A "mutational meltdown" among woolly mammoths meant the last of the species were likely left with a weird, translucent satin coat, scientists have discovered. By analysing a 4,300-year-old fossil and comparing it to a 45,000-year-old sample found on the mainland, the team was able to see how the species had changed in the millennia before it went extinct.
Woolly mammoths thrived during the last ice age, being found across the globe. However, as the ice retreated, so too did they. After being pushed further and further north, they were eventually isolated on Wrangel Island, with around 300 remaining.
Rebekah L Rogers and Montgomery Slatkin, from the University of California, Berkeley, have now looked at previously completed genome sequences of two mammoths that lived tens of thousands of years apart. Specifically, they looked at the mutations that had taken place and what impact that would have had on the dwindling population.
Findings showed the Wrangel Island population had changed significantly – for the worse: "We observe an excess of detrimental mutations, consistent with genomic meltdown in woolly mammoths on Wrangel Island just prior to extinction," they wrote in the journal PLOS One.
They found an excess of premature stop codons – or nonsense mutations – that can lead to genetic disease. Examples of nonsense mutations in humans include cystic fibrosis and Duchenne
Another finding was that the Wrangel mammoth had loss-of-function mutations in a large number of olfactory receptors (related to smell) – a finding the scientists believe might be because of the mammoth living on an island rather than the mainland. "Wrangel Island had different flora compared to the mainland, with peat and sedges rather than grasslands that characterised the mainland," they wrote.
"The island also lacked large predators present on the mainland. It is possible that island habitats created new selective pressures that resulted in selection against some olfactory receptors."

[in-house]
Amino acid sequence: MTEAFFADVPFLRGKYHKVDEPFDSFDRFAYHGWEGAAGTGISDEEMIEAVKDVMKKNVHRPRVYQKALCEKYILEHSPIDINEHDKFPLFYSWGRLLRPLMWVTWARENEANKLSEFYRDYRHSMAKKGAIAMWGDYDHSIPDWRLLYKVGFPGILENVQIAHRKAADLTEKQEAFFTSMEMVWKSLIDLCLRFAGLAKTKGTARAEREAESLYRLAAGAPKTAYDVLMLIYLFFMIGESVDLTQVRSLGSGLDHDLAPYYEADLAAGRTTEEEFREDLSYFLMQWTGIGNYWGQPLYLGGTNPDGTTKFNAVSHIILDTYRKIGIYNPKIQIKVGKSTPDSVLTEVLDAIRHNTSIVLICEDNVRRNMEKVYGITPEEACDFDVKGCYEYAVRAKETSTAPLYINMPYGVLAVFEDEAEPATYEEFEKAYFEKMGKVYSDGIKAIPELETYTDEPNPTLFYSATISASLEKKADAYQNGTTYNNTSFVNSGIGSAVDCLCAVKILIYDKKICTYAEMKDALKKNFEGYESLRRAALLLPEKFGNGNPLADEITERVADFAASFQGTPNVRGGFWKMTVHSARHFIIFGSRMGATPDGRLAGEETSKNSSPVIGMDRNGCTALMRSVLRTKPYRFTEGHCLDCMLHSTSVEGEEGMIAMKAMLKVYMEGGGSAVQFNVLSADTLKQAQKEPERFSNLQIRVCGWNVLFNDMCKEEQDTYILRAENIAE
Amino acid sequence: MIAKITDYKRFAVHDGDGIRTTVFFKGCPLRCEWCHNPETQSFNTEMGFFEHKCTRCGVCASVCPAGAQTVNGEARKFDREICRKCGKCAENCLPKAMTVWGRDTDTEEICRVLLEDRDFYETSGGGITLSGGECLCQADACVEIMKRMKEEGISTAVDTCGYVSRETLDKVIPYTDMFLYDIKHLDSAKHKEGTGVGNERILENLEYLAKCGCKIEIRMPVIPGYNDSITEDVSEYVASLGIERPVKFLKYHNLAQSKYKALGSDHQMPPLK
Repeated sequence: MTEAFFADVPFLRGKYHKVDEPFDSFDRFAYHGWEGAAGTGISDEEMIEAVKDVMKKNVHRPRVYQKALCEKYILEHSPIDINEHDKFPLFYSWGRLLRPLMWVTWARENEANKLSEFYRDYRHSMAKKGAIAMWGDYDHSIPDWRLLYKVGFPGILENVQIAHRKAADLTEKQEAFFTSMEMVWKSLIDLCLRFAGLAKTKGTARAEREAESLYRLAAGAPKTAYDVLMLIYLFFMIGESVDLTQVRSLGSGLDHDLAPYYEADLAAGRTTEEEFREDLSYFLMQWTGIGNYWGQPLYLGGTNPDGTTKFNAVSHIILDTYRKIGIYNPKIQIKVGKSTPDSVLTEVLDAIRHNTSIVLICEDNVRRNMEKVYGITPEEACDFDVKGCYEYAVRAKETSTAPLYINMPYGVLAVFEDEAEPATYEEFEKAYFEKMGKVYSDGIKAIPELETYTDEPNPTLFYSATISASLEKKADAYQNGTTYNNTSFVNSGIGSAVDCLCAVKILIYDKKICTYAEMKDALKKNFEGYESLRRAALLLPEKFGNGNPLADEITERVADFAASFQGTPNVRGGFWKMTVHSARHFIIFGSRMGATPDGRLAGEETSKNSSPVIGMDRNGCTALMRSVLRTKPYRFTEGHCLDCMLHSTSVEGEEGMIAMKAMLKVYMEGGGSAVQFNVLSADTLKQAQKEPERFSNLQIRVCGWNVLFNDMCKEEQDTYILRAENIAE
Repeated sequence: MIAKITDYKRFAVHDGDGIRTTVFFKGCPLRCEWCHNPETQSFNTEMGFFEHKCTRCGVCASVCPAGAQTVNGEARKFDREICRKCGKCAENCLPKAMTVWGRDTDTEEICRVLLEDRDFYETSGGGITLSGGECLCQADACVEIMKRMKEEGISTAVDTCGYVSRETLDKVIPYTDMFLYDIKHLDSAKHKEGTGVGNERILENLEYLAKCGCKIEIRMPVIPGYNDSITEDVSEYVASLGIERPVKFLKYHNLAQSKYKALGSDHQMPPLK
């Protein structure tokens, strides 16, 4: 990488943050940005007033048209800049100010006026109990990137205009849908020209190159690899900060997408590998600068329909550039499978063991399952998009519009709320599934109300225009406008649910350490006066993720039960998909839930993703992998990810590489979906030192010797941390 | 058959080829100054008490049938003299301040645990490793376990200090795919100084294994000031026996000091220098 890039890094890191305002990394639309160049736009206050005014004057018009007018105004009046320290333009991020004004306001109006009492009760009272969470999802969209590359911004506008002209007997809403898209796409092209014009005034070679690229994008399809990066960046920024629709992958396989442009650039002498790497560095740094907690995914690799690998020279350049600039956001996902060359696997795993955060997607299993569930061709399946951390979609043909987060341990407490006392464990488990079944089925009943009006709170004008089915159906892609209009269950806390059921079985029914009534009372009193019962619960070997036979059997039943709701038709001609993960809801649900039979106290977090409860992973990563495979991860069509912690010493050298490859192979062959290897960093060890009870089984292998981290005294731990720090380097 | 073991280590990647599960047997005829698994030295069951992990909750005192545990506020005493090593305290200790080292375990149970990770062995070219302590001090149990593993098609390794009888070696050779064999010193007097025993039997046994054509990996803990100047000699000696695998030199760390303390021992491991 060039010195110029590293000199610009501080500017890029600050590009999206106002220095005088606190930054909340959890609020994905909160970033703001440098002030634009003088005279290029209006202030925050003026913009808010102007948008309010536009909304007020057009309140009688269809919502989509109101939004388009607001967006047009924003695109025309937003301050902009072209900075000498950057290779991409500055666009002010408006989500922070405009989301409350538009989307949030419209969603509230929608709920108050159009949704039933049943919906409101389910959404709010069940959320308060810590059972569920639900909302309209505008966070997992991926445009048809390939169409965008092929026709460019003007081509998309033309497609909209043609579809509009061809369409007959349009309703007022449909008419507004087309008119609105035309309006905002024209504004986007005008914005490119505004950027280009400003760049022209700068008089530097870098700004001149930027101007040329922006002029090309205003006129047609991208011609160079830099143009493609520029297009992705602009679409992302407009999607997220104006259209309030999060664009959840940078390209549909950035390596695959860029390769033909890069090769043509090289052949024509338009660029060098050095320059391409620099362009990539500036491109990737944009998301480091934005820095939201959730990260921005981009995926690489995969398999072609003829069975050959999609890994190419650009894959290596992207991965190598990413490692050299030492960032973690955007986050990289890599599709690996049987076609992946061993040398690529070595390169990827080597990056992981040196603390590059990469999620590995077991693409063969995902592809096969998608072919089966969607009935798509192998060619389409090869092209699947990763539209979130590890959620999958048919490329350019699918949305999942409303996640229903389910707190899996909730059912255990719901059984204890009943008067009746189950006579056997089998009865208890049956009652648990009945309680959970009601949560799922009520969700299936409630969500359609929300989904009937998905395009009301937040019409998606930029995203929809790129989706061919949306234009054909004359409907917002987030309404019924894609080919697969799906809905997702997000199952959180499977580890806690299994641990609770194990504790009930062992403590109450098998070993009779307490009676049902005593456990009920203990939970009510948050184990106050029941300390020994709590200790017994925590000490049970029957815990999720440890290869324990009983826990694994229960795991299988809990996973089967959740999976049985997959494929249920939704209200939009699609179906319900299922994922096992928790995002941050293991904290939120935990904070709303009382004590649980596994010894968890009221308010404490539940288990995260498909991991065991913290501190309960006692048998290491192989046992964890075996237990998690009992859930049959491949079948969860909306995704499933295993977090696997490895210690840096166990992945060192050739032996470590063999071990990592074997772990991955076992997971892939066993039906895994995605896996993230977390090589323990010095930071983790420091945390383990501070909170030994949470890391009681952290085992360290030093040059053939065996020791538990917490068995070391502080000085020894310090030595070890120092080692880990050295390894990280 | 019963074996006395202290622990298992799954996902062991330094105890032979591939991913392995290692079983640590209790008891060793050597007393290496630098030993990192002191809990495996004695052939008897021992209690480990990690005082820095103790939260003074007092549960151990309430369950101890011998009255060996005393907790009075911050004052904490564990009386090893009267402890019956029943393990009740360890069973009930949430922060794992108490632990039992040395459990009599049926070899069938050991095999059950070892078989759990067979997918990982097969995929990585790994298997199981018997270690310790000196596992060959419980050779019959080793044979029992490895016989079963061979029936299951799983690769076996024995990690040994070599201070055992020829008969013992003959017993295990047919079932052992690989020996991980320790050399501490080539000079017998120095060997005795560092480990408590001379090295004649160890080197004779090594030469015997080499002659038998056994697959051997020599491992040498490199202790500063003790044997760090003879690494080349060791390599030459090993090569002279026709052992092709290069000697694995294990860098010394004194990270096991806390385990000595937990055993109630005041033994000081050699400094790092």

Finally the team found loss-of-function mutations at the locus of FOXQ1. This, they said, could have resulted in the mammoth having a translucent, satin coat. When FOXQ1 is knocked out in mice, they develop a satin coat with translucent fur but normal pigmentation.
"If the phenotype in elephantids matches the phenotype exhibited in mice, this mammoth would have translucent hairs and a shiny satin coat, caused by two independently formed knock-out alleles at the same locus," the scientists said, adding that while gene functions are conserved across mammals, there is "no guarantee" there would be the same across species.
Love Dalen, Professor of Evolutionary Genetics at the Swedish Museum of Natural History, sequenced the genomes of the two mammoths. Commenting on the latest study, he told IBTimes UK: "I think it seems pretty convincing that this particular mammoth had a dysfunctional variant in a gene that probably had an effect on its fur colour. That these genetic changes would have had any effect on the health of this individual is very speculative, but it's certainly possible.
"But the overall results of the study suggests that this mammoth likely was not doing so well, and that it probably had some problems caused by the large excess of deleterious genetic variants it had."